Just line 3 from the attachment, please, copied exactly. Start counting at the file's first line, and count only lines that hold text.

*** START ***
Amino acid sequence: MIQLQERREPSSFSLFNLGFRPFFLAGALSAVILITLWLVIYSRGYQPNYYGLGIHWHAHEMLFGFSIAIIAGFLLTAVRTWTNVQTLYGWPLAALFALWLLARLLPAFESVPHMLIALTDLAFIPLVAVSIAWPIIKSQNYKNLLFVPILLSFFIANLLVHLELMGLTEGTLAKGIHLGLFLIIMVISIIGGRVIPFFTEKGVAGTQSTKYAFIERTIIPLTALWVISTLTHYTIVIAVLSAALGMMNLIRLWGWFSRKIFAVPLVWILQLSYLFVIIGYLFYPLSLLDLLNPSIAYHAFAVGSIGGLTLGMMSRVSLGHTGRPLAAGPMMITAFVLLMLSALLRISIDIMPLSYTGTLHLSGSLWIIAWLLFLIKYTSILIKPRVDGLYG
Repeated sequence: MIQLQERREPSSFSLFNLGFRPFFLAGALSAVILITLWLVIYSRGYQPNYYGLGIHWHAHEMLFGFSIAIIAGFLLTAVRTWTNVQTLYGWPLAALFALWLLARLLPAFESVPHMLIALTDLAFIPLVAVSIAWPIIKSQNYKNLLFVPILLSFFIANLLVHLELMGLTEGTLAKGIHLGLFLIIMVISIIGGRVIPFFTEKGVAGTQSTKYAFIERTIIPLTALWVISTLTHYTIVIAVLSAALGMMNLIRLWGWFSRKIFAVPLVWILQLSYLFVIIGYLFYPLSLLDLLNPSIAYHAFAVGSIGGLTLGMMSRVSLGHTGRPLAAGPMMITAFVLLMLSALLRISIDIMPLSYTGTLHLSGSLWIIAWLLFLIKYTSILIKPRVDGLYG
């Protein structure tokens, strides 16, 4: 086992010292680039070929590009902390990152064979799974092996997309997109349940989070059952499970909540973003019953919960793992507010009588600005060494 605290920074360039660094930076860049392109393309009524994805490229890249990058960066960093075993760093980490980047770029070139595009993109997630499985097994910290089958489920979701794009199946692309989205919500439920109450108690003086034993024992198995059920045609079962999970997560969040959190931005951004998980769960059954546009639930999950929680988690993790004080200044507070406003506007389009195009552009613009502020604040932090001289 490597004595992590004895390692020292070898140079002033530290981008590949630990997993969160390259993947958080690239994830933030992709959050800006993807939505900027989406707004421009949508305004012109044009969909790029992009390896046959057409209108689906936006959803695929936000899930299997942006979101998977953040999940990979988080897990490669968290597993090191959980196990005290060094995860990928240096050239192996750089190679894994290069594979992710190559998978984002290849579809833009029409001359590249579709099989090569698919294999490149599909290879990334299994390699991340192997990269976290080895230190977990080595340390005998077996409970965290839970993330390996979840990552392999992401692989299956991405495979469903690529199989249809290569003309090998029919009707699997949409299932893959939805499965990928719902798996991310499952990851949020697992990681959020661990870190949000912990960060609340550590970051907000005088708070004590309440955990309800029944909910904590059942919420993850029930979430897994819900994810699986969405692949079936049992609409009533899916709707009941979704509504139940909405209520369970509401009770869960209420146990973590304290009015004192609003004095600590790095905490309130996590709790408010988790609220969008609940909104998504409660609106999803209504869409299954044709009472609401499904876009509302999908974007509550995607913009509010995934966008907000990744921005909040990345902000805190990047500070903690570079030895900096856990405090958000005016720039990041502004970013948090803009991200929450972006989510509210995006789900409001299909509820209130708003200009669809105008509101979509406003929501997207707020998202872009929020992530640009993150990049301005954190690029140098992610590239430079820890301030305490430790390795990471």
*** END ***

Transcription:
């Protein structure tokens, strides 16, 4: 086992010292680039070929590009902390990152064979799974092996997309997109349940989070059952499970909540973003019953919960793992507010009588600005060494 605290920074360039660094930076860049392109393309009524994805490229890249990058960066960093075993760093980490980047770029070139595009993109997630499985097994910290089958489920979701794009199946692309989205919500439920109450108690003086034993024992198995059920045609079962999970997560969040959190931005951004998980769960059954546009639930999950929680988690993790004080200044507070406003506007389009195009552009613009502020604040932090001289 490597004595992590004895390692020292070898140079002033530290981008590949630990997993969160390259993947958080690239994830933030992709959050800006993807939505900027989406707004421009949508305004012109044009969909790029992009390896046959057409209108689906936006959803695929936000899930299997942006979101998977953040999940990979988080897990490669968290597993090191959980196990005290060094995860990928240096050239192996750089190679894994290069594979992710190559998978984002290849579809833009029409001359590249579709099989090569698919294999490149599909290879990334299994390699991340192997990269976290080895230190977990080595340390005998077996409970965290839970993330390996979840990552392999992401692989299956991405495979469903690529199989249809290569003309090998029919009707699997949409299932893959939805499965990928719902798996991310499952990851949020697992990681959020661990870190949000912990960060609340550590970051907000005088708070004590309440955990309800029944909910904590059942919420993850029930979430897994819900994810699986969405692949079936049992609409009533899916709707009941979704509504139940909405209520369970509401009770869960209420146990973590304290009015004192609003004095600590790095905490309130996590709790408010988790609220969008609940909104998504409660609106999803209504869409299954044709009472609401499904876009509302999908974007509550995607913009509010995934966008907000990744921005909040990345902000805190990047500070903690570079030895900096856990405090958000005016720039990041502004970013948090803009991200929450972006989510509210995006789900409001299909509820209130708003200009669809105008509101979509406003929501997207707020998202872009929020992530640009993150990049301005954190690029140098992610590239430079820890301030305490430790390795990471």